Nick Shaxson ■ Tax havens and the role of multinationals running care services
Guest blog: an opportunity to Fight Tax Havens in the EU
By Johannes Kananen, Thomas Wallgren, Matti Ylönen, and Matti Kohonen
The EU’s new Directive on public procurement (2014/24/EU) is currently being implemented in many countries, and the fate of one small article in the directive may dictate the opportunities public authorities have to include tax and transparency-related criteria in the procurement tenders, for years to come.
The new Directive requires member states to regulate the public procurement of care services in accordance with the directive. The EU has expressed concerns about care services becoming dominated by multinational, tax-evading corporations.
The Directive offers at least two ways to ensure small enterprises can compete for contracts on more equal terms.
First, public authorities may split large bids into small parts, making them more attractive for smaller organisations.
Second, Article 77 of the Directive allows authorities to reserve rights to participate in public procurement in the area of care services to organisations that reinvest profits in the development of the organisation in question. In other words, multinational companies owned by capital investment firms could be excluded from the public procurement process.
The operation of multinational corporations in the area of care services is problematic for a number of reasons. Not only do these corporations escape corporate taxes by using tax havens: they also escape employer social security contributions by encouraging their employees to become “entrepreneurs” and thus gain tax benefits through their own holding companies.
In addition, it is difficult to maintain trust in the ethics of care offered by multinational corporations. In situations where shareholders’ interests clash with patients’ interests, companies owned by capital investment firms are likely to prioritise those of the former group. In Sweden, a scandal broke a few years ago when a multinational care provider sought to increase efficiency by weighing the diapers of elderly people in care homes.
As part of a European-wide effort to maintain high quality care services, and in order to ensure a sufficient tax base for public policy, all EU member state governments should incorporate Article 77 of the new Directive on Public Procurement into their national law.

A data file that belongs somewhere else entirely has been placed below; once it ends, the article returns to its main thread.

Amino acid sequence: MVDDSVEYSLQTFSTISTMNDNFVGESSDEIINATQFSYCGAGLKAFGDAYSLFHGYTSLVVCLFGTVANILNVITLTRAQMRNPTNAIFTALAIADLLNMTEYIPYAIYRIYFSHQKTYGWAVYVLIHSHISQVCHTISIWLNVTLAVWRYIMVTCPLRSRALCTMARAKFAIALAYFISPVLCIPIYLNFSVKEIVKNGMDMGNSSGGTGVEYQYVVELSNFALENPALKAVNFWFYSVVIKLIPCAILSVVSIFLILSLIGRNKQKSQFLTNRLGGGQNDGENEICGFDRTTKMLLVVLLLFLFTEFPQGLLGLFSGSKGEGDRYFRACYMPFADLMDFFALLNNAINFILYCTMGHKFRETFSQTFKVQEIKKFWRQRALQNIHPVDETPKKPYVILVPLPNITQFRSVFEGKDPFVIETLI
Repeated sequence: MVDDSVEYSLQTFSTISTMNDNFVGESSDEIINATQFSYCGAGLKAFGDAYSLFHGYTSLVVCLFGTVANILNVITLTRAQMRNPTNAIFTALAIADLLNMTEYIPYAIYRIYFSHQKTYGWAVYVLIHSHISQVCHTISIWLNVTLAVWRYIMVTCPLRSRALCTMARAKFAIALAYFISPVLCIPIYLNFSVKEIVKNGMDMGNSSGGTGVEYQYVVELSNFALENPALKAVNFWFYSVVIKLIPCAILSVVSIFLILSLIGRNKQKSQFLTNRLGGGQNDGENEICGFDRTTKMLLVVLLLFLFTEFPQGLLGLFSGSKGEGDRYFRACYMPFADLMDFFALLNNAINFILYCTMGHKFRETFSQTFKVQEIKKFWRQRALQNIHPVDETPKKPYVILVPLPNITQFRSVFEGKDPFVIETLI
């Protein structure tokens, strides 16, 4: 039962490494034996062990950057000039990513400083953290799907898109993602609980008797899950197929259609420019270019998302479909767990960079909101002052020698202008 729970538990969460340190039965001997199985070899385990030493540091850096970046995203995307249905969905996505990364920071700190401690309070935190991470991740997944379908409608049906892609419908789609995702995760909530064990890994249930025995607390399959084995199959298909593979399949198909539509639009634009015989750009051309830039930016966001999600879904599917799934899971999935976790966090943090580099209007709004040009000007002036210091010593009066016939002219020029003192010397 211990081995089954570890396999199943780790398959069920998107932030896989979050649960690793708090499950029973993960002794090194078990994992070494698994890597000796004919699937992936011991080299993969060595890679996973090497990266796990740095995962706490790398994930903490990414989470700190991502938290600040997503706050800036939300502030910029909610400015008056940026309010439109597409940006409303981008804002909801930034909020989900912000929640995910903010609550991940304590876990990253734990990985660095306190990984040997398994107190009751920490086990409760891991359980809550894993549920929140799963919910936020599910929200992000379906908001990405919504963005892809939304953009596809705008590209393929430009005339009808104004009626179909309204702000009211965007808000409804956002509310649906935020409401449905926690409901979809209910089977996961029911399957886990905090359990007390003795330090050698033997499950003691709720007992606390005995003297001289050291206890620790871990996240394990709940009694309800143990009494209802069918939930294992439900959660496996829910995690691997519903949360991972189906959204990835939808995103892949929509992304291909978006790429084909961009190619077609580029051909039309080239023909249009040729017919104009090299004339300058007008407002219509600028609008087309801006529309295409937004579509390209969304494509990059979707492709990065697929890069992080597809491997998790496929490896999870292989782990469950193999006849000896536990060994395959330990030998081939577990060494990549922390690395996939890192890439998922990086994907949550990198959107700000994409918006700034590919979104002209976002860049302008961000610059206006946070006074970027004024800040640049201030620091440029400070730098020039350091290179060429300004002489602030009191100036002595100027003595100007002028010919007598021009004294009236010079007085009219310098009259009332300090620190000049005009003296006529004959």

This article does not bind authorities to exclude multinational companies from procurement processes, but empowers them to do so. Governments should also facilitate the spread of mechanisms increasing transparency, such as the fair tax pledge and the fair tax mark.
The issue at hand may seem technical, but ultimately it will greatly influence the quality of public services for vulnerable groups, such as the elderly, children in care homes and people with special needs.
All possible advocacy work regarding this would be much welcome. In this case the most pressing need is to influence national implementation of the EU directive. We believe that in most member states national implementation legislation will not yet have been put in place. So — while it is important and excellent to raise the issue in national and local media — the most urgent need may be to lobby national governments and parliaments. Useful lobbying practices might include petitions signed by national NGOs and experts; public vigils and rallies; and invitation of key politicians to public debates and events.
Advocating Article 77 at the national level could also be framed as developing existing practices of negative and positive screening of eligible bids. For instance, in the UK authorities may already exclude companies convicted of tax fraud and favour social enterprises that promote social values.
The implementation of the EU directive on public procurement could also be connected to the debates around Luxleaks as a potential solution to the problems raised.
Procurement activities currently comprise some 15-20% of GDP in EU member states on average, so there is a genuine need to connect the regulation of procurement activities with tax justice.
Just last month, the EU’s TAXE committee rejected a proposal to ask the EC to take into account tax justice issues during its next amendment round of the public procurement directive. While this amendment round will not happen anytime soon, this also underlines the need to discuss this further.
Johannes Kananen, University of Helsinki, Finland
Thomas Wallgren, Chair, Fair Tax Finland
Matti Ylönen, University of Helsinki, Finland
Matti Kohonen, in personal capacity